My arm is the least of my problems
I'm Anoushé (pronounced like Bombay!) and I was born with my right arm missing below the elbow. I like to think of my arm as my little arm and she (yes, she's a she!) is fierce. She actually does most of the grocery carrying and heavy work. Honestly, I've never had any major issues with my little arm aside from a bit of bullying in school and some pretty serious discrimination issues during my time as a martial artist. Everything has been pretty calm on the arm front. I'm kitted out with a range of prosthetics from my bebionic (prosthetic arm). I practice doing all sorts of interesting activities with my bebionic, such as wrapping presents and cooking. Then there are my sports arms, which help me do everything from handstands to carrying items. I don't wear my arms during my day-to-day though, I much prefer the feeling of freedom. I see my arms as additions to my body or tools that serve a purpose.
Sports, sports and more sports
My parents were really supportive of me doing sports and encouraged me to join swimming as a kid and martial arts as a teenager. I was competitive in both and had issues with discrimination during my karate days. I loved the sport but I wasn't allowed to compete due to my arm (I was doing artistic forms, not combat). It was really tough handling that because I loved the sport but also felt like I was worth less and seen to be worth less than my classmates. It was only the love for the sport that kept me going. Sports have always been an escape from life for me. Eventually everything was sorted out and in my first competition I was thrashed by the Champion of Switzerland! I didn't mind, what mattered to me was competing, plus I'd only been told 4 weeks before that I was allowed to compete at all, so there wasn't enough prep time.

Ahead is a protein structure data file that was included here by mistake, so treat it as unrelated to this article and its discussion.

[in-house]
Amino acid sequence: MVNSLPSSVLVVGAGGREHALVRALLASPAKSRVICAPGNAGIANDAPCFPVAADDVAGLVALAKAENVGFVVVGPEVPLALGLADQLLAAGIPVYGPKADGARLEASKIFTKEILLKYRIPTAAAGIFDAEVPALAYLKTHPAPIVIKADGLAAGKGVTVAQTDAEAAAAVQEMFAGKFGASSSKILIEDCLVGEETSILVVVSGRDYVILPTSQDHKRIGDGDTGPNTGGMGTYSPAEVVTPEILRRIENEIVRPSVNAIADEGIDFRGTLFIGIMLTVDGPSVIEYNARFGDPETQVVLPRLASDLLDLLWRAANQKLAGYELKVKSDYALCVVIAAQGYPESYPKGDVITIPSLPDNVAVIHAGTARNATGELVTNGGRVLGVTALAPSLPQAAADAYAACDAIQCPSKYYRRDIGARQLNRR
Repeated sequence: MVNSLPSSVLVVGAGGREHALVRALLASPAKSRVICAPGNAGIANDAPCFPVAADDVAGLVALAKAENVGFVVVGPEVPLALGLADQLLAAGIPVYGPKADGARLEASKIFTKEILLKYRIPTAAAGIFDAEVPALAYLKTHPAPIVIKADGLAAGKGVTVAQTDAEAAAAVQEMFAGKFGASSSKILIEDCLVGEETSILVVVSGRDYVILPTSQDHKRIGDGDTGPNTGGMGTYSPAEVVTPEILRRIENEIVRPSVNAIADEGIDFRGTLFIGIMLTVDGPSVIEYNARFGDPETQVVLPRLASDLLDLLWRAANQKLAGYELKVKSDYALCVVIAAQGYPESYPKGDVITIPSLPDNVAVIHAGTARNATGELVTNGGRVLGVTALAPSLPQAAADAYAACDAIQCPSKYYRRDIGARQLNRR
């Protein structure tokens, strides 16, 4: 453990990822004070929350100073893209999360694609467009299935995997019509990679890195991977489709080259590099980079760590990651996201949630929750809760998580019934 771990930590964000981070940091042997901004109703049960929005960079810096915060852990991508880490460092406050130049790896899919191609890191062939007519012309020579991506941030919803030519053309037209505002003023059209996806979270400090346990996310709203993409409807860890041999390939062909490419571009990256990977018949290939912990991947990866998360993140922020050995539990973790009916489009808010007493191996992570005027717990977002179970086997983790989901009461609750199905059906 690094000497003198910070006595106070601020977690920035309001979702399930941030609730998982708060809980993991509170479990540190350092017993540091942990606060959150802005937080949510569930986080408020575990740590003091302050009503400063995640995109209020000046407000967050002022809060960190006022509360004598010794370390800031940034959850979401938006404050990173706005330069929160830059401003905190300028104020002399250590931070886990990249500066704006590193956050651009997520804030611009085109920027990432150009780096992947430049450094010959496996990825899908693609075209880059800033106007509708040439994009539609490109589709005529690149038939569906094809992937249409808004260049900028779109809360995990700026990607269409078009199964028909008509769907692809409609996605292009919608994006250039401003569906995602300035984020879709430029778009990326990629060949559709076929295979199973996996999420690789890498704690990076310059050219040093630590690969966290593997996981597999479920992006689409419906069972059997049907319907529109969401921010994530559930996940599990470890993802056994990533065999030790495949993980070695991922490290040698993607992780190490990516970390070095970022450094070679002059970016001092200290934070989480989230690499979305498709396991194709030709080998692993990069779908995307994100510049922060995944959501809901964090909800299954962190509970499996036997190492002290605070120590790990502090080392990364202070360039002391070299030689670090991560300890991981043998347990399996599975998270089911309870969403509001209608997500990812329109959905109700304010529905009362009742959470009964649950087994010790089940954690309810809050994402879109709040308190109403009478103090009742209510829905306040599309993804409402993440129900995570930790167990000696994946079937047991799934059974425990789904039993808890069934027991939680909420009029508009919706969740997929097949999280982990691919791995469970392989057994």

My body started to do weird things and then failed
During my time in martial arts, my right shoulder started subluxating. I didn't think it was serious, heck, I thought it was an awesome party trick. Unfortunately the doctors didn't agree and I started doing hours and hours of physio. On assessment, it became obvious that my shoulder wasn't the only wobbly joint. Suddenly, this kind of funny thing wasn't funny anymore. It was scary. No one understood why my joints were subluxating and why suddenly stable joints were becoming a problem. The week I won my first podium place in karate and was invited to join the national team, I was told by my doctors that I had to stop. They were convinced that karate was making things worse. It was awful, I had to drop karate just like that, something I was spending nearly 16 hours a week doing! It wasn't just a hobby, it had become a huge part of my life.
I was devastated and really struggled with the change in activity levels. My joints worsened. I focussed on finishing school and going to university. At least my joints couldn't take that away from me. No matter what I tried, my joints kept degrading and I started getting lined up for surgeries. I started blaming my body for failing me, for creating this unknown enemy.
Within 6 years of karate competitions, I went from that to struggling to walk any distance without being in pain and then I was diagnosed with cancer.
A broken body, wrecked mind and distraught emotions
I was broken, I literally didn't know how I got through treatment. I guess I clung onto the fact that I was finishing my studies and had that to focus on. The treatment left me pretty wrecked and gave my left arm a lot of issues. I was struggling to raise it above my head long enough to wash my hair with it. That was a problem as there is no actual right hand to take over.
Turning my life around